I have these obscure folding “leg-o-matic” chairs I found many summers ago in Rockport, MA. I live in Seattle, so I found these chairs about as far away in the US as one can get. But at the time, I lived in a little 900 sq ft early 1900s craftsman house, and these little folding chairs were perfect. I had them shipped to Seattle and still have those chairs today.
I also have a small collection of vintage furs and handbags that I've found while thrifting over the years. I don't really wear or use them often (and I'd never buy a new fur) but I love these treasured items of old. The furs often have hand embroidered initials of the women who originally owned them and I often wonder about the festive cold nights that these furs must have seen. I even have one that coincidentally has my initials in it. And when I do wear it, I smile to myself thinking about whether the original “TY” was anything like me.
And then there are the items of old that we keep and treasure as artifacts of the lives we miss so close to us. One of my most treasured are these hand sewn dresses with matching dress coats that my mother made for herself. They have classic “mid century” styling. Audrey Hepburn could have worn them. Luckily mom and I are the same size and when I wear these dresses today, I almost feel like she and I are one person. Except, of course, she was classier...
So maybe that’s why those three words, “He bought it!!!” are such a delight. It isn’t even my purchase, and to be truthful, I don’t even really know the purchaser, although he is a well-known person.
"He” is Mr John Oates and for the better part of a year now, I’ve been studying his life through his memoir, Change of Seasons. Thanks to some unexpected Facebook interactions, Oates’ co-writer, Chris Epting, graciously encouraged me when I had an idea to start a Facebook book club for the memoir. The Change of Seasons Book Club has evolved to become a true joy for me, and gives me a wonderful reason to study the book and learn more about Oates’ story and his amazing half-century career in music.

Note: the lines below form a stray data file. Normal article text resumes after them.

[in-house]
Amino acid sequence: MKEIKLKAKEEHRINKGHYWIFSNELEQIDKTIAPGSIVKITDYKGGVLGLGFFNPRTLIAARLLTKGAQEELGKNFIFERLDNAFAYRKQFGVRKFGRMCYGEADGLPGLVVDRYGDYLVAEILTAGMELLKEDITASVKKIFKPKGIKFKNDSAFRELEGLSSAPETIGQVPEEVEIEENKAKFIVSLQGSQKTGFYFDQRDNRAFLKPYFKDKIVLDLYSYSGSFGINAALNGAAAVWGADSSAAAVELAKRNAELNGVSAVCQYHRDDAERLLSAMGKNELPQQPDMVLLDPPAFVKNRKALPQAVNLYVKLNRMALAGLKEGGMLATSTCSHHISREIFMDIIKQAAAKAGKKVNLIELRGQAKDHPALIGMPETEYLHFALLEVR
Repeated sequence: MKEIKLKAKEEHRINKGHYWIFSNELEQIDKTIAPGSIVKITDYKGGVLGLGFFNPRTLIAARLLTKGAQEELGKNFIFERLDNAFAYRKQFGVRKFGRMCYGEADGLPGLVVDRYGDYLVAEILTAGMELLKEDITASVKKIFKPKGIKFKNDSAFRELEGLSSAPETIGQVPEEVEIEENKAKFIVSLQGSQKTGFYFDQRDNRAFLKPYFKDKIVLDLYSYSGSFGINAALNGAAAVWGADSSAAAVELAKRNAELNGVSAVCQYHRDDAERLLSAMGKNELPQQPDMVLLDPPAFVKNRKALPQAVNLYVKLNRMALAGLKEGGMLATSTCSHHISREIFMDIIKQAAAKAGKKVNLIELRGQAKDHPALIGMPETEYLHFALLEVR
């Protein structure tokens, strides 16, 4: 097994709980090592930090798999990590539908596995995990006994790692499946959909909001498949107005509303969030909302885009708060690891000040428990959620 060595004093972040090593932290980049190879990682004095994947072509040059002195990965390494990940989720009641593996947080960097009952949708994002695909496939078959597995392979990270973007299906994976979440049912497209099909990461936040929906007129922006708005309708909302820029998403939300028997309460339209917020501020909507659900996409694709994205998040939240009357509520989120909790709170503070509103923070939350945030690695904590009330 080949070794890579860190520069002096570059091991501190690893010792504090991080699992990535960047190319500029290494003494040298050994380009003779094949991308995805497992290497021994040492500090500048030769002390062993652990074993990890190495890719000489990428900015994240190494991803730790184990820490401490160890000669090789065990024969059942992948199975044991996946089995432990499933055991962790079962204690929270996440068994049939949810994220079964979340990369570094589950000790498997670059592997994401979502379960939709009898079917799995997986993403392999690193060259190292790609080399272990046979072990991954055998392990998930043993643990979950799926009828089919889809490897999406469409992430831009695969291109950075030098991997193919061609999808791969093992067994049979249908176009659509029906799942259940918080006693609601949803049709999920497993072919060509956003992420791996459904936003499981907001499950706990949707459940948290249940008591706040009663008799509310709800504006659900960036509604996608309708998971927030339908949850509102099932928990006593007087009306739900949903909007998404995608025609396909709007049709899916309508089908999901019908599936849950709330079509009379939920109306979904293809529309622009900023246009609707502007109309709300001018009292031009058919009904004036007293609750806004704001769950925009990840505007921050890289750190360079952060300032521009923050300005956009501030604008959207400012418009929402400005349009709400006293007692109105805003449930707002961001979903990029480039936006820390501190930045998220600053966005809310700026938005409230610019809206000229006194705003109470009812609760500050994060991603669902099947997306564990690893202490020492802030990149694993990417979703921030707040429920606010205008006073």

In the Afterword of Change of Seasons Chris Epting writes about the "voices and spirits (that) live in this book, which is as much a celebration of the American music experience as it is the memoir of one man."
And so for some months, I have been researching and posting about things I've learned about many of those “voices and spirits” – some of the key characters in Change of Seasons. One of the most important is Oates’ guitar teacher and renowned bluesman Jerry Ricks.
I was searching the web one Saturday, reading articles about Ricks and old interviews Oates has given in recent years, often talking about and honoring Ricks. I found one article from a guitar magazine in which Oates was asked what guitar he would own if money were no object. His reply was that he wished he had this old Guild F-30 guitar that Ricks had loaned him to record the first two Hall and Oates albums in the early 70's. Ricks had received the guitar from the legendary Mississippi John Hurt when Hurt died in 1966.
Hurt’s music and playing style are at the core of Oates’ musical origins. Jerry Ricks embodied and passed on that same thread of inspiration as Oates’ guitar mentor in the late 60s and early 70s, when Hall and Oates were just emerging. With both Hurt and Ricks deceased, the article implied that Oates had no idea where that guitar was today (article was from 2015). So, just for fun, as I often do while hunting for interesting tidbits to post about the book, I googled something like “John Hurt Jerry Ricks Guild guitar”.
I was worried about overstepping the boundaries of a respectful fan. I slept on it. But the next morning, I couldn't stop thinking about it. Then I realized if Oates didn't have the guitar and the information was real, I couldn’t forgive myself for not passing it along. I sent the email.
Chris' response: "This is a good one - let me pass on. Great work T !"
My heart leapt - but still I was convinced there was no way it could be so simple. That day was sprinkled with back and forth emails. Bottom line, Oates was looking into it. He didn't have the guitar and of course, he still wanted it. Late that night, I panicked a bit. What if I had started a wild goose chase? The guitar could have been sold long ago, or not be the right guitar at all. I mean what are the chances this could really all come through on a silly fan-girl-book-club Google search? I was worried I'd now be “that crazy fan” that sent John Oates on a dead end chase.
The next day I was incommunicado on a flight for some hours. When I landed, as my phone switched off airplane mode, there was a message from Chris:
"He Bought It!!"
What a thrill! It isn’t my purchase or treasure and I don't even understand what a Guild F-30 is...but I get why John Oates wanted it.
When I put on one of those handmade dress of Mom’s, I viscerally feel connected to her, her life and what she gave me as a person. When John Oates plays this guitar, I'm betting he’ll tangibly feel the musical lineage in his hands, heart and soul - the perfect instrument befitting his place as a son of Hurt and Ricks. And the timing is impeccable as Oates is about to launch a new album, Arkansas, which he has said is a tribute to Hurt.
A couple of months later, Oates told the story and debuted the guitar in Nashville. I was in the front row. It was unforgettable.